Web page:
Disc herniations occur in a biomechanical environment consistent with forward bending, i.e. compression and flexion of the spine. During forward bending, athletic trainers and physical therapists encourage activation of the posterior spinal extensor muscles known as the erector spinae muscles. Activation of these muscles may encourage facet contact, which could effectively offset compressive and shear loading from the disc to the facets and protect the disc during forward bending activities.
Computer simulation programs provide researchers with cost-effective methodologies for studying internal stresses and loads on biological specimens. Previous research conducted by Explico’s engineers have involved developing a validated three-dimensional finite element model of the lumbar spine capable of predicting disc herniation mechanics. The current study utilized the previously developed finite element model to evaluate the association between the posterior spinal muscles and facet contact in reducing disc herniation risk during forward bending. We hypothesized that the presence of intact and properly engaged facets and increased posterior muscle activation would result in decreased stresses and loads experienced by the disc.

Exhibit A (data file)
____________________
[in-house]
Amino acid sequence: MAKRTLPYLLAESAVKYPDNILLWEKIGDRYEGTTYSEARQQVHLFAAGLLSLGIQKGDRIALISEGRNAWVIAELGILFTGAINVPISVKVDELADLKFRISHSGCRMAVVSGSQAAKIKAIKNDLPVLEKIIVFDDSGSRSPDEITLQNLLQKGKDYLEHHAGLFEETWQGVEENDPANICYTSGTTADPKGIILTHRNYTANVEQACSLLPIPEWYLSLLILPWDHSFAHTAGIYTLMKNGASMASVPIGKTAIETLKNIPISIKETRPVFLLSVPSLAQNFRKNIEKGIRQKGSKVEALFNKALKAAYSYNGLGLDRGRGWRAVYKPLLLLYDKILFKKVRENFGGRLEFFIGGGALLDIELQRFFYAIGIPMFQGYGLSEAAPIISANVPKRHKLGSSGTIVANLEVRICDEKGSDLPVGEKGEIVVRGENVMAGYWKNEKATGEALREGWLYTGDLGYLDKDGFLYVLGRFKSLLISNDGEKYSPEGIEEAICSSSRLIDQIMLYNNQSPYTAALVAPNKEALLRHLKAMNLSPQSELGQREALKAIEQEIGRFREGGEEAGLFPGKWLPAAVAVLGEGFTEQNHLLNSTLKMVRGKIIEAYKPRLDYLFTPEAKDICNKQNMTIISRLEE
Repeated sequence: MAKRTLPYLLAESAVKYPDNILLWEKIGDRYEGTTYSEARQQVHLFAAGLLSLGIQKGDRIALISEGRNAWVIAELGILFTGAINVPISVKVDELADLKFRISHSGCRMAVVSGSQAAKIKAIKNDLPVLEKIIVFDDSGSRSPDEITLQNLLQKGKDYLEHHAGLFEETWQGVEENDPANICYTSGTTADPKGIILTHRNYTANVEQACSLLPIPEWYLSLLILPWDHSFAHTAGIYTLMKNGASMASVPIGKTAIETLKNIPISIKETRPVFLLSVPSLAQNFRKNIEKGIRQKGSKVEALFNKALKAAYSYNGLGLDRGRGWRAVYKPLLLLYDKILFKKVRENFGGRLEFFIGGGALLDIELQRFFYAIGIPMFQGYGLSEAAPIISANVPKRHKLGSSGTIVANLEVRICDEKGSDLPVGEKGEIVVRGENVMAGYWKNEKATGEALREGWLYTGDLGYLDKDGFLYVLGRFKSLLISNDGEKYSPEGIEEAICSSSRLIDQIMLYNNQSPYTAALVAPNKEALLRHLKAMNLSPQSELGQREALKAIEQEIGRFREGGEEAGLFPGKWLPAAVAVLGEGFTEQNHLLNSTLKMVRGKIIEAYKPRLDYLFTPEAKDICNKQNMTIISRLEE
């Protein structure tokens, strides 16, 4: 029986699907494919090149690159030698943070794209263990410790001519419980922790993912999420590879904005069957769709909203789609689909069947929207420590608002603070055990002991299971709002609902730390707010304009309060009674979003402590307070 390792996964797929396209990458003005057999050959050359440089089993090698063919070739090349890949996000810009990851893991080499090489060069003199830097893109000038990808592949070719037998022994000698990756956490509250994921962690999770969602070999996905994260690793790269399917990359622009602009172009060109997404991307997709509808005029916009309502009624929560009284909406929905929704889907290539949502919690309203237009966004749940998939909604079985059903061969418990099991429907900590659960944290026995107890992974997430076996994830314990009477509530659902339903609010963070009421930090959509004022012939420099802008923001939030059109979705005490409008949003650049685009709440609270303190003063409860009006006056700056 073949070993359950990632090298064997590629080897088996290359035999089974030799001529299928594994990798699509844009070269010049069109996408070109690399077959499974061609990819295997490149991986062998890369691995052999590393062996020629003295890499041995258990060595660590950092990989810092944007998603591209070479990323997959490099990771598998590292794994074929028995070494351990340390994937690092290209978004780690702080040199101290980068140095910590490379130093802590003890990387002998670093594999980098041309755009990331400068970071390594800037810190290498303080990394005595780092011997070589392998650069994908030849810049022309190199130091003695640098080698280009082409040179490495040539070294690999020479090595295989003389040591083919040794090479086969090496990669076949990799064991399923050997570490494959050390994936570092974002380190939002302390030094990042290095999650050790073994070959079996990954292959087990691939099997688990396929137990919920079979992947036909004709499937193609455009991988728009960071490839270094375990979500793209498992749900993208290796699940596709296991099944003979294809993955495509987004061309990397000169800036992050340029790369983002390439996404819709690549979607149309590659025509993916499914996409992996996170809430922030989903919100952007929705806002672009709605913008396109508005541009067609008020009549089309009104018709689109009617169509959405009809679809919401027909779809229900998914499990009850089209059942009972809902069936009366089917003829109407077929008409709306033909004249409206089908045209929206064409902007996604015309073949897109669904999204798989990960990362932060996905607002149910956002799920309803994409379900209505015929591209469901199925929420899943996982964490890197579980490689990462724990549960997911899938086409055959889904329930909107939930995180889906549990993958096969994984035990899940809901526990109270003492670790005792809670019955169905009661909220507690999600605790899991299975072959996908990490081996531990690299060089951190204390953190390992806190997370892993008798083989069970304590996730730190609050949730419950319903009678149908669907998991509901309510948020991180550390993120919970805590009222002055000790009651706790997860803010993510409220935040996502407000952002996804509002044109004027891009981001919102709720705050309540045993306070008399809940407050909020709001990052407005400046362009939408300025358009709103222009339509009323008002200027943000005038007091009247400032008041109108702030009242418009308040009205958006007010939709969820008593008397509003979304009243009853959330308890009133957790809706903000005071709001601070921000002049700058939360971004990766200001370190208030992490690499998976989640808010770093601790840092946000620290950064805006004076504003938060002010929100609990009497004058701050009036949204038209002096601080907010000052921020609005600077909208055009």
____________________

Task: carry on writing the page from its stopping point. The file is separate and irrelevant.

Results of our study confirmed our hypothesis and demonstrated that the disc was at lowest risk for herniation when the facets were properly engaged and when the posterior muscle activation was the highest. Activation of the posterior spinal muscles contributed to greater facet engagement and allowed the facet to act as a fulcrum and offset the loads experienced by the disc. This study demonstrated the importance of posterior muscle strength and facet engagement in maintaining a healthy disc environment.